Does God love America best?

It’s no secret that I’m a diehard basketball fan. Unfortunately, my favorite team plays 700 miles away in Dallas. I’ve been known to fly down to Dallas for particularly “important” games, demonstrating the infinite tolerance of my wife.

A couple of years ago, I was at a game with a friend, and prior to tip-off, they announced the singing of the national anthem as they always do.

“Please rise as we honor God and America with the singing of our national anthem,” said the announcer. When I pointed out to my friend that there are no words in the anthem referring to God, he accused me of being cynical.

Really?

My generation has the stigma of being unpatriotic, at least within the context of what has been considered patriotism in the past. We don’t have the same general affinity for flags and patriotic songs as generations before us have. Most of our parents lived through Vietnam, the most culturally divisive war in American history since the Civil War, and the repercussions helped shape our view of our government and our global standing as a nation.

There are a few points of resistance with which I know many of my peers can relate. One has to do with the McCarthy-like strategy of suggesting you’re either “fer us or agin’ us.” If you don’t support the idea of preemptive strikes in Iraq, or the greater war on terror, then you’re not patriotic.

This sort of gauntlet, once it’s thrown down, can do nothing other than cause schism. You feel forced to pick sides, and if you differ with those drawing the line in the sand, it places you on the outside of the patriotic circle.

Another point is the ongoing Pledge of Allegiance debate. Some insist that people should not be forced to pledge faithfulness to a nation “under God,” while others contend this position is a direct attack on America itself. Never mind that the phrase “under God” was added to the pledge just over a generation ago.

And, the idea that ours is a Christian nation is a fallacy. In fact, most of our founding fathers were either deists or agnostics who championed the principle of practicing the religion of one’s choice. However, they also asserted the freedom from the mantle of organized religion all together, if one so chooses.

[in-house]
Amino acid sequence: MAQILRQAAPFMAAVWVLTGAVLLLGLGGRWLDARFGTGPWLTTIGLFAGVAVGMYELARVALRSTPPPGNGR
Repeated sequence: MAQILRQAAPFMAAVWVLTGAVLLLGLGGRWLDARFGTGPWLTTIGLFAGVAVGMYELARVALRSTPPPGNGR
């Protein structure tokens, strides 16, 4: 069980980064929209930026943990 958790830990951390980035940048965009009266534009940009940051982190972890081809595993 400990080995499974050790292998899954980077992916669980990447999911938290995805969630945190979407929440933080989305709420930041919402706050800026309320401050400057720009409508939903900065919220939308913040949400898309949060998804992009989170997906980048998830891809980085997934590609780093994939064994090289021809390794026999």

Finally, the matter of patriotism commingling with religion is particularly disturbing to many younger folks. In a time when America was more religiously and culturally segregated, it was easy enough to think everyone believed and looked the way we did. Now, in a much more pluralistic society, the notion of “status quo” is increasingly abstract in every walk of life.

Some see this as a threat to valued traditions, while others look at such critical questioning and thought as an opportunity. For someone who grew up singing patriotic songs in church, and looking at an American flag next to the cross, such symbolism seems perfectly natural. For those of us raised to inspect all leadership and traditions with a critical eye, such things cause us a moment of pause.

There are those who actually believe that America is the home of God’s new chosen people. Most thinking people will agree this is absurd, but this notion is not promoted any more often or passionately than it is from some pulpits on Sunday mornings. For others, the flag and patriotic songs feel right in church, and they have never questioned their place there.

There are those of us, however, who were raised around as many Jews and Muslims as Christians, and living with neighbors, most of whom didn’t look like us. Anything that even suggests a “God loves us more” attitude smacks of elitism, exclusivity and a sense of arrogance, rather than a love of country.

I thank God for being born in this country, and for the many privileges it affords me. I am grateful to those who have preserved the principles of freedom and democracy upon which it was founded.

But the next time you encounter someone who doesn’t express their patriotism in the same way you’re used to, ask questions first and really listen to where they’re coming from, rather than assuming their behavior is patently un-American.

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